To deflect such a tactic when half the audience really doesn’t desire all-Christmas is next-to-impossible, though you can, we’ve found, at least minimize the damage — by creating your own extra special, lifestyle-driven extraordinary depart usage drivers. 

The challenge, of course, is that playing 500 popular Christmas songs over and over for six weeks is relatively easy when compared to the creativity, innovation and hard work it takes to build enough of the kind of content that can compete with it in listeners’ minds for six to eight weeks every year.

Attempting to cure your first headache can make for a pretty big second one too.

Thursday, November 27, 2014

May Your Stuffing Be Tasty...

May your turkey plump,
May your potatoes and gravy
Have nary a lump.
May your yams be delicious
And your pies take the prize,
And may your Thanksgiving dinner
Stay off your thighs!
-- Grandpa Jones

Thursday, November 20, 2014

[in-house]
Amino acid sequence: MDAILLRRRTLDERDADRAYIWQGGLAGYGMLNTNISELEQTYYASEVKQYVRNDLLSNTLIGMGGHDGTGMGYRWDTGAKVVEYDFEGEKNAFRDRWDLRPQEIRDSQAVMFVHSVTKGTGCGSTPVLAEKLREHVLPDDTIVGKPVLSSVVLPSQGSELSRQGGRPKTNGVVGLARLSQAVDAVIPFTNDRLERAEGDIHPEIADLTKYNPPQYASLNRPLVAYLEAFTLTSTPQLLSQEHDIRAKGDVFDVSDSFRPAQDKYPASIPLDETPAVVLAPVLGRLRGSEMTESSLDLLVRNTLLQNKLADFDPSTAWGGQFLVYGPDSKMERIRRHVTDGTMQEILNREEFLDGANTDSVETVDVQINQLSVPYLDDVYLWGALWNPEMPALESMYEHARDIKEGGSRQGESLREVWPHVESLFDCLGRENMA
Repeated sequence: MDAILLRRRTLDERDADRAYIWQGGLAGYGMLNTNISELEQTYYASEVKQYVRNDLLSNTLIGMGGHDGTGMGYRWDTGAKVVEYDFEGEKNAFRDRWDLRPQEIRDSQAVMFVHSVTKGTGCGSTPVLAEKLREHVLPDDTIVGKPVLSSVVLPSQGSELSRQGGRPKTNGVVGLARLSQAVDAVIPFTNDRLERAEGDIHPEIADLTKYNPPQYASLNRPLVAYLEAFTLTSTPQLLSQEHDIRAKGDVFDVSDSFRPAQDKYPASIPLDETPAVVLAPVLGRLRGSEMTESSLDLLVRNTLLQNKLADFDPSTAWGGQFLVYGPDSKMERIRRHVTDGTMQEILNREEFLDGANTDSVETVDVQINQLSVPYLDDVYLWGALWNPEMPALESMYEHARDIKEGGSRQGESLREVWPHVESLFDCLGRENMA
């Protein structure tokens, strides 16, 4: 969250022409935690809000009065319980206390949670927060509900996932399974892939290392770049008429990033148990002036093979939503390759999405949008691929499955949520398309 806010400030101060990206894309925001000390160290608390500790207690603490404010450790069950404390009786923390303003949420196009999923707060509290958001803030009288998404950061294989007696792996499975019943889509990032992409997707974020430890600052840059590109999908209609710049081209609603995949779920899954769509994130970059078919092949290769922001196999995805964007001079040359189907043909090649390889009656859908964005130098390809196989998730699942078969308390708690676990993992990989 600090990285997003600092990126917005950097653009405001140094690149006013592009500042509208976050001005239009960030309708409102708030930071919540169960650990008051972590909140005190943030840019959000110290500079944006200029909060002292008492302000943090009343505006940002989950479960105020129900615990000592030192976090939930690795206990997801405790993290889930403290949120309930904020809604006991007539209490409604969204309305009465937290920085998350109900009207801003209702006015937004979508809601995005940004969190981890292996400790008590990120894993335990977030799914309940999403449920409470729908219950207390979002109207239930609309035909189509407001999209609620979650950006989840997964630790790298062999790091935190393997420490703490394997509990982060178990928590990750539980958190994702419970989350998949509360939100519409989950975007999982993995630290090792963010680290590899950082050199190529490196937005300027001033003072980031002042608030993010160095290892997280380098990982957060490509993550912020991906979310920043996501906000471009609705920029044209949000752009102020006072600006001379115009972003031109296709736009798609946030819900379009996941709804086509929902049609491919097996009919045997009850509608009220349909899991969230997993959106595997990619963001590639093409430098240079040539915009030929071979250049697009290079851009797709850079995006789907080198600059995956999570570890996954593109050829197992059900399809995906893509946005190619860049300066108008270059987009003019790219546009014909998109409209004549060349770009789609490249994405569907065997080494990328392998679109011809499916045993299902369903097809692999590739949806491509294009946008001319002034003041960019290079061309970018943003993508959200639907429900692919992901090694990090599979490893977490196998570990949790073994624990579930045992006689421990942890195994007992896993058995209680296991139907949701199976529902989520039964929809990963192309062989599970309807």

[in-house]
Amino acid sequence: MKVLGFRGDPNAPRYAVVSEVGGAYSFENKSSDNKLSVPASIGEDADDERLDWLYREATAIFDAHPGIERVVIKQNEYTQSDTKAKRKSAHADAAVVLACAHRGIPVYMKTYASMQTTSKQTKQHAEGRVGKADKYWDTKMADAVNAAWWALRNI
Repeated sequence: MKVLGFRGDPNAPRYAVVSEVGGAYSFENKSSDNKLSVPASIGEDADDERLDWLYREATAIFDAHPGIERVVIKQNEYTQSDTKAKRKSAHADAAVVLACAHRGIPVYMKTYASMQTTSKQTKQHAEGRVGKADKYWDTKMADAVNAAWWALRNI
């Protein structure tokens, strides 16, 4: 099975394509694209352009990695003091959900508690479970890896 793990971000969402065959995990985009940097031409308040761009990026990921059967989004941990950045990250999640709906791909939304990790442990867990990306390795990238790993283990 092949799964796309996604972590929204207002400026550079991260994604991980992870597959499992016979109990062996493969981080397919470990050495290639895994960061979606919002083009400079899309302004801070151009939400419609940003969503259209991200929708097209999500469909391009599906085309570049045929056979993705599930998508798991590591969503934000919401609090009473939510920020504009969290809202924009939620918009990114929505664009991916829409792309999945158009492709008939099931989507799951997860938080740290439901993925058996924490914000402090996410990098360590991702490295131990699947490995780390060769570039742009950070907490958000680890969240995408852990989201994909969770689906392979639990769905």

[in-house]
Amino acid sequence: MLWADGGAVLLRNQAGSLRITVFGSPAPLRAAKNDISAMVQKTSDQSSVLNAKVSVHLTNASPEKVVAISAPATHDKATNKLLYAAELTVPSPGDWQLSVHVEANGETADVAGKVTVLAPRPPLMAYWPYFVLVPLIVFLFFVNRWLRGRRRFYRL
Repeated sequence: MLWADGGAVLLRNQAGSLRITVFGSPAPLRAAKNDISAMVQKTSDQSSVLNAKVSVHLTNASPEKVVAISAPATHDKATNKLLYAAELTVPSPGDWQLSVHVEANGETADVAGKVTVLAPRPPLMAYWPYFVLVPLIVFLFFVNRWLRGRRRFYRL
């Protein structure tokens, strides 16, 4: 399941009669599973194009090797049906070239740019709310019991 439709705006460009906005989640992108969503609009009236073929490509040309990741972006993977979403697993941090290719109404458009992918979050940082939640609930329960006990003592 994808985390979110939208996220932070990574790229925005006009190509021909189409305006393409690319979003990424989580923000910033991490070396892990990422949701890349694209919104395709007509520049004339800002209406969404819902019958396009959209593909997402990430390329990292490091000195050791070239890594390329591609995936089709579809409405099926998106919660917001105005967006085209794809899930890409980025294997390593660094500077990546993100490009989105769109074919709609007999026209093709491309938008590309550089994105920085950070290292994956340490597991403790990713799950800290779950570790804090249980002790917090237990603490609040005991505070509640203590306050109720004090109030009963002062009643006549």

Time For Programmers To Learn A New Language

This development is not at all surprising.

As usual, they want us to cut our inventories while refusing to pay anything more when we do it, in spite of considerable data proving radio's impact.

If the only way they will pay more is when "cost per point" hits media buyer wishes and dreams, it's crucial that the people creating content fully understand which quarter hours and programming tactics have the highest potential to get target GRPs, ultimately ARPs, as high as possible.

Let's stop worrying about 6+ average quarter hour shares, replacing those with the highest payoff target points.

That's an entirely new way to approach formatic, content and programming metrics.

It's going to require a quick learning curve for most Brand Managers, but A&O&B can help make it simple and very rewarding for you to do so.